Illustration by Melissa Crowton

Pineapple. Ironically, it’s neither pine nor apple. But one thing is certain: it is delicious. Even its ancient name, nana, means “excellent fruit.”

It’s also ironic that this fruit, which is iconic of Hawaii, didn’t originate in Hawaii, but in South America.

So what is the real deal with pineapples and Hawaii? On the mainland United States, movies and TV shows like 50 First Dates and Psych immortalize the pineapple as an island fruit. The truth is, much of the Hawaiian pineapple hype can be attributed to James Dole, the “Pineapple King,” who started growing pineapples in Hawaii in the early 1900s and eventually had up to 200,000 acres of pineapple plants, along with canning and distribution facilities. At one point, Dole produced 75 percent of the world’s pineapples. Today, only about 10 percent of the world’s pineapple crop is grown in Hawaii.

And speaking of irony, although pineapple is used as a topping for Hawaiian pizzas and Hawaiian haystacks, these dishes—like the pineapple itself—did not originate in Hawaii. The most widely accepted theories about Hawaiian pizza’s origins suggest that it was created in either Canada or Germany. And Hawaiian haystacks are mostly popular in the western United States.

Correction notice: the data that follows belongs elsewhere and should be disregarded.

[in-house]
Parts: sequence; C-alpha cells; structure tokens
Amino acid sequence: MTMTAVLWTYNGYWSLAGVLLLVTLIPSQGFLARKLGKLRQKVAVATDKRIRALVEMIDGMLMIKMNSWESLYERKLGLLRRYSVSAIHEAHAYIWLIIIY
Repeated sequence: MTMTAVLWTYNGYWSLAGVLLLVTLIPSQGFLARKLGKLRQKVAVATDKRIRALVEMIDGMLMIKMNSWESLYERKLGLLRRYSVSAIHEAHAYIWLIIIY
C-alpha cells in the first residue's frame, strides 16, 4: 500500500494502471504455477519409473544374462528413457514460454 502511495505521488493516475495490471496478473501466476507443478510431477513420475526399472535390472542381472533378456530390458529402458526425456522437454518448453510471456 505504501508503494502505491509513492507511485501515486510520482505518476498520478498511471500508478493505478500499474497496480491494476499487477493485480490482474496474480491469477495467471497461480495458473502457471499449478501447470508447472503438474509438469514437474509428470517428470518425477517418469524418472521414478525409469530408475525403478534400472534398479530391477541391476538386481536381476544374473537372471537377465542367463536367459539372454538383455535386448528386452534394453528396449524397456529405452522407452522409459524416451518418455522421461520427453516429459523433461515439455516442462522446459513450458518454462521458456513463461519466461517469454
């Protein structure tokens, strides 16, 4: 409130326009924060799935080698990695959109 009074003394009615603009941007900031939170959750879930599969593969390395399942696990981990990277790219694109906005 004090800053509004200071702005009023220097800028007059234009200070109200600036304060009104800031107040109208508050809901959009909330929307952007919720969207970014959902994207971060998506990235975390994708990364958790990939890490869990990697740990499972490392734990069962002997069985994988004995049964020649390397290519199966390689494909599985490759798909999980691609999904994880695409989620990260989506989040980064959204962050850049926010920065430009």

So what do Hawaiians think of this fruit that has come to be linked almost universally with them? Even though pineapples are not native to Hawaii, they are still often part of Hawaiian social gatherings. Mitch Gleed, who was born and raised in Hawaii, says he loves pineapple. “We ate it all the time. And now every time I go home I want a fresh pineapple. Especially one of the white [sugar] pineapples.”

Monica Patterson, who also grew up in Hawaii, agrees that pineapple is present at most social functions and parties. Of course, food in general is important in the Hawaiian social scene. “Food is everything,” she says. “We like lots of food and lots of people. Eating together is just happy and inclusive.”

So whether you’re looking to add some island flair or just want that tropical, delicious flavor of paradise, go ahead and get some friends together for a good time and have your own Hawaiian luau. And definitely don’t forget the pineapple because, after all, it is one “excellent fruit.”

—Angela Smith


Want to try a Hawaiian haystack? Check out the following recipe:


Hawaiian Haystacks


4 cups cooked rice

1 can (3 oz.) chow mein noodles



2 (10.5 oz. each) cans cream of chicken soup

1 cup chicken broth

2 cups cooked chicken, diced


Toppings (use as many as desired):

3 medium tomatoes, diced

1 cup celery, chopped

1 (20 oz.) can pineapple chunks, drained

1 (8 oz.) can water chestnuts, slivered

1/2 cup slivered almonds

1/2 cup coconut

1 cup cheddar cheese, shredded

Soy sauce, to taste



  1. Combine soup, broth, and chicken in a medium saucepan.
  2. Stir and heat.
  3. Layer all the ingredients on your plate. Start with rice and chow mein noodles. Then add the chicken sauce and any other desired toppings.

Yield: 8 servings